Figure 4 Effect of cohesion (C kpa) on safety factor (F.O.S) (H=5.0m, side slope 2:1, clay, without stabilizing pile)
Effect of soil angle of internal friction )
Figure 5 shows the relation between the internal angle of friction ) and the safety factor of the slope (F.O.S) for different height of water in canal (Hc) with respect to total height of slope (H). It is obvious from the figure that increasing the internal angle of friction ), resulted in a clear increase in the safety factor of slope (F.O.S), the relation between the safety factor and the soil angle of internal friction ) is approximately linear. It is notice from the figure that for the lowest water level in canal (Hc=0.0) a safety factor (F.O.S) increase with increasing a strength
parameter for a cohesion less soil ). In case of maximum water level in canal (HC=0.8H) increasing a value of friction angle from =30) to =40) the safety factor (F.O.S) increased from 1.15 to 1.68 by increasing ratio reached 46.0%. for the same value of friction angle ) with increasing water level in canal (Hc) a safety factor increase with a variable ratio from 5.7% for two water levels (Hc=0.2H) and (Hc=0.4H) to 19.1% for two canal water levels (Hc=0.6H) and (Hc=0.8H).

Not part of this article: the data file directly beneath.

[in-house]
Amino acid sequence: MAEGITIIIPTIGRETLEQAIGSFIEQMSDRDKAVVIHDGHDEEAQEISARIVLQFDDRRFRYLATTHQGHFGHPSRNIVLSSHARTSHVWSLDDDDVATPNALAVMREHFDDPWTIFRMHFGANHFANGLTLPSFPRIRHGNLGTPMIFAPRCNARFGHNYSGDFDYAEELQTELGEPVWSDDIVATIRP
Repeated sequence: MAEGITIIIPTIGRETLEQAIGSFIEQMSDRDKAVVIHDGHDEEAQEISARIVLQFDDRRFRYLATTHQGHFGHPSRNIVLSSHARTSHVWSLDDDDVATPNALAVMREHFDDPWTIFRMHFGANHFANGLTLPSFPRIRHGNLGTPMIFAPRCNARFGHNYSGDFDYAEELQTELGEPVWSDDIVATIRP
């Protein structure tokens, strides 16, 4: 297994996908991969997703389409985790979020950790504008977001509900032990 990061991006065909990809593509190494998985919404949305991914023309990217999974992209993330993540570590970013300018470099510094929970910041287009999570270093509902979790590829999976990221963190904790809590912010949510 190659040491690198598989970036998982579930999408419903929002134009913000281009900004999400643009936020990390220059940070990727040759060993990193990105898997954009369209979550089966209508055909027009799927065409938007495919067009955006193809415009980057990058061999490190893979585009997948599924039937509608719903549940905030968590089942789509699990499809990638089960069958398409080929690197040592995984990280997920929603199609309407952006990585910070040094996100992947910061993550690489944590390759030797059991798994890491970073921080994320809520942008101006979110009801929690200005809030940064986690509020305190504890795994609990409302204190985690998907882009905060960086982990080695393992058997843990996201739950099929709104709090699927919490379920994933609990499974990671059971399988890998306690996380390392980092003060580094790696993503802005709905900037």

Figure 5. Effect of friction angle (Ã¸) on F.O.S (H=5.0m, He=0.0, side slope 3:2, sand, without stabilizing piles)

Effect of Water Level in the canal (HC)
The presence of water level in canal (HC) beside slopes forms an additional stabilizing water pressure triangle which results in additional safety into the slope. The water pressure along the embankment side is equal to wÃ— Hc) where w) is the water density and (Hc) is the selected water depth. Figure 6 shows the effect of the water level in the waterway beside the embankment of clay soil. The slope safety factor increased with increasing the water depth in the canal. It is obvious from the figure that increasing the cohesion (C kpa), resulted in an increase in the safety factor for slope, for the same water level in embankment (He), safety factor (F.O.S) also increased by a variable ratio with increasing water level inside canal (HC), for the same water level inside embankment (He=0.0) and cohesion (C=30 kpa) the safety factor increased from 1.97 at zero water level in canal (Hc=0.0) to reach 2.23 at (Hc=0.2H) with increasing ratio about 13.2%, the safety factor (F.O.S) increased to reach 2.58 at (Hc=0.4H) and 3.09 at canal water level (Hc=0.6H) by increasing ratio 19.76%, the maximum increasing occurred at the highest canal water level (Hc=0.8H) was 3.86 with increasing ratio 24.9%. It is obvious from the figure that a safety factor increased with a constant ratio with increasing the cohesion of soil (C kpa) as it is noticed before from Figure 4.
Figure 6. Effect of canal water level on F.O.S (H=5.0m, He=0.0, side slope 3:2, clay, without stabilizing piles)